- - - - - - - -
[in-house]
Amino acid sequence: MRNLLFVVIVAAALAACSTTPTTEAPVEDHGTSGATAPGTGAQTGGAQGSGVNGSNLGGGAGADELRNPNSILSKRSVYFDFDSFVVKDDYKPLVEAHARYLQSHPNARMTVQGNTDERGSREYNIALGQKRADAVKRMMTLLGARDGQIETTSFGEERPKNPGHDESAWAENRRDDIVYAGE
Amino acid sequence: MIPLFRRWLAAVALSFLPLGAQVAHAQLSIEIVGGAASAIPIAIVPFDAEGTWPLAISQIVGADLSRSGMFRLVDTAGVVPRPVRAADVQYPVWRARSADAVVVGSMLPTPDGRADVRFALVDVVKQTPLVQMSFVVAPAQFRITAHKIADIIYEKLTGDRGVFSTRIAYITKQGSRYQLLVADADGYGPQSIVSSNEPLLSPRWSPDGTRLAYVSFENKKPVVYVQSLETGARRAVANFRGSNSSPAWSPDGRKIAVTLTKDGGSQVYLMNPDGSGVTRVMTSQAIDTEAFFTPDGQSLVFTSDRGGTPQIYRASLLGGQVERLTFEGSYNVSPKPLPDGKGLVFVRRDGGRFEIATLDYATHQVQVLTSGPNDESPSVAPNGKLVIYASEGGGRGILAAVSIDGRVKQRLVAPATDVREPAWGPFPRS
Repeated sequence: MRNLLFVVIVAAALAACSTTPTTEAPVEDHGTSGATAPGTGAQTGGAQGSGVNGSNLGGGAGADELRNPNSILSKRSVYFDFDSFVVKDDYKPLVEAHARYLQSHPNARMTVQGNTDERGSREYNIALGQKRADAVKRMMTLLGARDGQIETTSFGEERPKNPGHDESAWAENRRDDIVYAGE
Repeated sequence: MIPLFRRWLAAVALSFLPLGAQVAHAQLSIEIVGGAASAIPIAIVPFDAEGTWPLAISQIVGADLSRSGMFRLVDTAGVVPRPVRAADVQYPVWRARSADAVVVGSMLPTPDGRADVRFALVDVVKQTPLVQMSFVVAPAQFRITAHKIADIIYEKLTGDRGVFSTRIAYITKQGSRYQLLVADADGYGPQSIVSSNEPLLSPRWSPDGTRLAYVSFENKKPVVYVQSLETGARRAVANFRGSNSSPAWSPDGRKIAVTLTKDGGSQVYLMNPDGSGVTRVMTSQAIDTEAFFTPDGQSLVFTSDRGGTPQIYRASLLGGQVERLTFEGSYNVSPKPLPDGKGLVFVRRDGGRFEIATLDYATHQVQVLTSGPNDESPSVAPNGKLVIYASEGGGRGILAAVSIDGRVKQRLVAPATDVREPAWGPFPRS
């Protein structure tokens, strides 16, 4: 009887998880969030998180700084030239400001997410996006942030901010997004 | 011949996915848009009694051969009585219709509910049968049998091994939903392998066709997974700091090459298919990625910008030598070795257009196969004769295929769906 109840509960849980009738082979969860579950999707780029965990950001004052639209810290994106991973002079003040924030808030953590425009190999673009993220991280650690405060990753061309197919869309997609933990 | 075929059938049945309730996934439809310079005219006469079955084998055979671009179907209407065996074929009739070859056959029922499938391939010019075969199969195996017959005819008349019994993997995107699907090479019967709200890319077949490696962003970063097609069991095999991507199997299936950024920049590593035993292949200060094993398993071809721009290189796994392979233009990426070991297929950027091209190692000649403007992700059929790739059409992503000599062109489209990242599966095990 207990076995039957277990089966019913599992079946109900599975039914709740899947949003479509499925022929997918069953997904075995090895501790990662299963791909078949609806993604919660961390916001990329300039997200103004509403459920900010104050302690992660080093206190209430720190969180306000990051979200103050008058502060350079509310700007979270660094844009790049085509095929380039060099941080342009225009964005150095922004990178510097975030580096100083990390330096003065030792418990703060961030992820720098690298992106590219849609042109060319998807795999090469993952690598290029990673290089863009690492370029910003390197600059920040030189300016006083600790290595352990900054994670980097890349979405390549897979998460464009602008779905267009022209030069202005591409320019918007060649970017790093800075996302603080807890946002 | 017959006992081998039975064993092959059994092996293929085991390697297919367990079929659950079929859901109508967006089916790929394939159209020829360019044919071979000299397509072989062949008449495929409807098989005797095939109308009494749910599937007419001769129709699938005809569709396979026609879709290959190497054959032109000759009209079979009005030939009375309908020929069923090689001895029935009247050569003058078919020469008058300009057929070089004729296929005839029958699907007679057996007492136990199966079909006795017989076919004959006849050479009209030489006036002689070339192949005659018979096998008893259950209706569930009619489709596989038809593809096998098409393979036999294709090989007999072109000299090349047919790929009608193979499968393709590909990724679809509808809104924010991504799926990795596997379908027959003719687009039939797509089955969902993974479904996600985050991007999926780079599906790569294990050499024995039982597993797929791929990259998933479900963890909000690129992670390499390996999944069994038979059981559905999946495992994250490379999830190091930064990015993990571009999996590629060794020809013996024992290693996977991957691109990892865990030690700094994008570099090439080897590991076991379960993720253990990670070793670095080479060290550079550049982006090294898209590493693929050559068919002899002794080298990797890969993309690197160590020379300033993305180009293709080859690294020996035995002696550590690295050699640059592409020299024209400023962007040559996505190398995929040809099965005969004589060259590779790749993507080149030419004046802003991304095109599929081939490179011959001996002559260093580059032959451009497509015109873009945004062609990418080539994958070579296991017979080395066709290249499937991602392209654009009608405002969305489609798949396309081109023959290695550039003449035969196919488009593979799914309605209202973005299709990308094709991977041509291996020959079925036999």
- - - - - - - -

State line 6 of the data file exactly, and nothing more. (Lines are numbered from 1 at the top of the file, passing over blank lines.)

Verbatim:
């Protein structure tokens, strides 16, 4: 009887998880969030998180700084030239400001997410996006942030901010997004 | 011949996915848009009694051969009585219709509910049968049998091994939903392998066709997974700091090459298919990625910008030598070795257009196969004769295929769906 109840509960849980009738082979969860579950999707780029965990950001004052639209810290994106991973002079003040924030808030953590425009190999673009993220991280650690405060990753061309197919869309997609933990 | 075929059938049945309730996934439809310079005219006469079955084998055979671009179907209407065996074929009739070859056959029922499938391939010019075969199969195996017959005819008349019994993997995107699907090479019967709200890319077949490696962003970063097609069991095999991507199997299936950024920049590593035993292949200060094993398993071809721009290189796994392979233009990426070991297929950027091209190692000649403007992700059929790739059409992503000599062109489209990242599966095990 207990076995039957277990089966019913599992079946109900599975039914709740899947949003479509499925022929997918069953997904075995090895501790990662299963791909078949609806993604919660961390916001990329300039997200103004509403459920900010104050302690992660080093206190209430720190969180306000990051979200103050008058502060350079509310700007979270660094844009790049085509095929380039060099941080342009225009964005150095922004990178510097975030580096100083990390330096003065030792418990703060961030992820720098690298992106590219849609042109060319998807795999090469993952690598290029990673290089863009690492370029910003390197600059920040030189300016006083600790290595352990900054994670980097890349979405390549897979998460464009602008779905267009022209030069202005591409320019918007060649970017790093800075996302603080807890946002 | 017959006992081998039975064993092959059994092996293929085991390697297919367990079929659950079929859901109508967006089916790929394939159209020829360019044919071979000299397509072989062949008449495929409807098989005797095939109308009494749910599937007419001769129709699938005809569709396979026609879709290959190497054959032109000759009209079979009005030939009375309908020929069923090689001895029935009247050569003058078919020469008058300009057929070089004729296929005839029958699907007679057996007492136990199966079909006795017989076919004959006849050479009209030489006036002689070339192949005659018979096998008893259950209706569930009619489709596989038809593809096998098409393979036999294709090989007999072109000299090349047919790929009608193979499968393709590909990724679809509808809104924010991504799926990795596997379908027959003719687009039939797509089955969902993974479904996600985050991007999926780079599906790569294990050499024995039982597993797929791929990259998933479900963890909000690129992670390499390996999944069994038979059981559905999946495992994250490379999830190091930064990015993990571009999996590629060794020809013996024992290693996977991957691109990892865990030690700094994008570099090439080897590991076991379960993720253990990670070793670095080479060290550079550049982006090294898209590493693929050559068919002899002794080298990797890969993309690197160590020379300033993305180009293709080859690294020996035995002696550590690295050699640059592409020299024209400023962007040559996505190398995929040809099965005969004589060259590779790749993507080149030419004046802003991304095109599929081939490179011959001996002559260093580059032959451009497509015109873009945004062609990418080539994958070579296991017979080395066709290249499937991602392209654009009608405002969305489609798949396309081109023959290695550039003449035969196919488009593979799914309605209202973005299709990308094709991977041509291996020959079925036999």